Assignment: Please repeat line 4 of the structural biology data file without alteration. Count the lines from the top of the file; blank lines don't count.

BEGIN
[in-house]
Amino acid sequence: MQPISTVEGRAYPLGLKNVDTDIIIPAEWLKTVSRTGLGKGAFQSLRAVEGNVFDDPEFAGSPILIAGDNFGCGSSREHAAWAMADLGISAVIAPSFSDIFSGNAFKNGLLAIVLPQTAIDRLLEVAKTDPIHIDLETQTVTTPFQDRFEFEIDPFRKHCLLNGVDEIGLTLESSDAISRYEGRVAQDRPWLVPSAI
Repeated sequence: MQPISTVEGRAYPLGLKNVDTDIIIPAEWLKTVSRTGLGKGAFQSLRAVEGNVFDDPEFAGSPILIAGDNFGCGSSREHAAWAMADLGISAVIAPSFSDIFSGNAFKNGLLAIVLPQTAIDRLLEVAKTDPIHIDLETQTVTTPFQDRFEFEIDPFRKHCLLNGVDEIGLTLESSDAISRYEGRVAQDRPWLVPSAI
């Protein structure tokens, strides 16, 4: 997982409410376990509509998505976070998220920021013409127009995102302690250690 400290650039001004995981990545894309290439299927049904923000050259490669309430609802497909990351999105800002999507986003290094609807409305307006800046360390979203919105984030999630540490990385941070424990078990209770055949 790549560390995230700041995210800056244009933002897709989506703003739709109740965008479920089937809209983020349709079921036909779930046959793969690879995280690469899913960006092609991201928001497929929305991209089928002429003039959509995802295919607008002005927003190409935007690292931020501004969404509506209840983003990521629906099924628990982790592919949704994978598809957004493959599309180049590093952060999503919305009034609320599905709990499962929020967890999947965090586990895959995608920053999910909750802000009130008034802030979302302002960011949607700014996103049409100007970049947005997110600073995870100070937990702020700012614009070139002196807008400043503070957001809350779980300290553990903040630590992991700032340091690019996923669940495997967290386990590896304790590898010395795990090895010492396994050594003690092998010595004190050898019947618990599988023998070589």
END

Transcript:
């Protein structure tokens, strides 16, 4: 997982409410376990509509998505976070998220920021013409127009995102302690250690 400290650039001004995981990545894309290439299927049904923000050259490669309430609802497909990351999105800002999507986003290094609807409305307006800046360390979203919105984030999630540490990385941070424990078990209770055949 790549560390995230700041995210800056244009933002897709989506703003739709109740965008479920089937809209983020349709079921036909779930046959793969690879995280690469899913960006092609991201928001497929929305991209089928002429003039959509995802295919607008002005927003190409935007690292931020501004969404509506209840983003990521629906099924628990982790592919949704994978598809957004493959599309180049590093952060999503919305009034609320599905709990499962929020967890999947965090586990895959995608920053999910909750802000009130008034802030979302302002960011949607700014996103049409100007970049947005997110600073995870100070937990702020700012614009070139002196807008400043503070957001809350779980300290553990903040630590992991700032340091690019996923669940495997967290386990590896304790590898010395795990090895010492396994050594003690092998010595004190050898019947618990599988023998070589």